India’s Millennium City has seen a meteoric rise from a cluster of villages to a thriving metropolis
India’s National Capital Region, the huge metropolitan area that encompasses the city of New Delhi, stretches spoke-like into the surrounding states as a bevy of satellite cities. One of the most important of these is situated in the state of Haryana.
Once no more than a barren stretch of villages, today Gurgaon is home to more than 250 of India’s Fortune 500 companies, 26 luxury malls boasting outlets for the likes of Chanel and Louis Vuitton, lush golf courses, premium car showrooms and upmarket recreation venues.
Gurgaon has been nicknamed India’s “Millennium City,”reflecting the development the country aspires to. However, in an attempt to bring the citizens of Gurgaon closer to their heritage, the state government accepted a request in April for its name to be changed to Gurugram (“guru”translates as“teacher” and“gram”to“village”).
Before India gained independence in 1947, only a few hundred people lived in Gurgaon’s founding communities. By 1971 the population reached 57,000. Today, the city is home to more than 1.8 million people and has an impressive per capita annual income of Rs 446,000 ($6,670), compared with the national average of Rs 88,533 ($1,325).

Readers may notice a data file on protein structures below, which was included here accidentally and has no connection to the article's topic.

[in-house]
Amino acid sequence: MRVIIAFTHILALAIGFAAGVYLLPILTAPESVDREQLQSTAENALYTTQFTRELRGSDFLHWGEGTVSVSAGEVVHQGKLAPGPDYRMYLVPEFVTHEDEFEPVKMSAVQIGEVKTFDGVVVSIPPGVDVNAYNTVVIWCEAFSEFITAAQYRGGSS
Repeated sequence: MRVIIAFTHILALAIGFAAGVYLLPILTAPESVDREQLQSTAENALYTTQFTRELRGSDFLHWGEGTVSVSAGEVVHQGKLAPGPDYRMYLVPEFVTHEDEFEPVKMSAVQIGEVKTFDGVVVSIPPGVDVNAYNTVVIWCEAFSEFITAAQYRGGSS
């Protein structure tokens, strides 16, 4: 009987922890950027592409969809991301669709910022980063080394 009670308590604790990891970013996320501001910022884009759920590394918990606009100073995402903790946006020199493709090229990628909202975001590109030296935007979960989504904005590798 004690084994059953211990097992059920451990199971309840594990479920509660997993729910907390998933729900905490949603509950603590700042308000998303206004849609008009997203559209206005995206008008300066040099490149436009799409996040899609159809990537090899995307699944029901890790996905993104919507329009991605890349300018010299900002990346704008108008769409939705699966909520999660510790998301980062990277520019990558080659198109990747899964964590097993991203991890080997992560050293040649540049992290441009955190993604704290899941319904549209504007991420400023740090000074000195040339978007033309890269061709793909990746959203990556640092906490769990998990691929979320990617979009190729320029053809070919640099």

Although commonly associated with Delhi, Gurgaon also has borders with the states of Rajasthan and Uttar Pradesh, making its location highly strategic for business. From Indira Gandhi International airport, a 40-minute drive along National Highway 8 brings you to the center of the city. Its proximity to the capital – and the country’s policymakers – proved to be very appealing to the visionaries and investors who saw the area’s immense potential.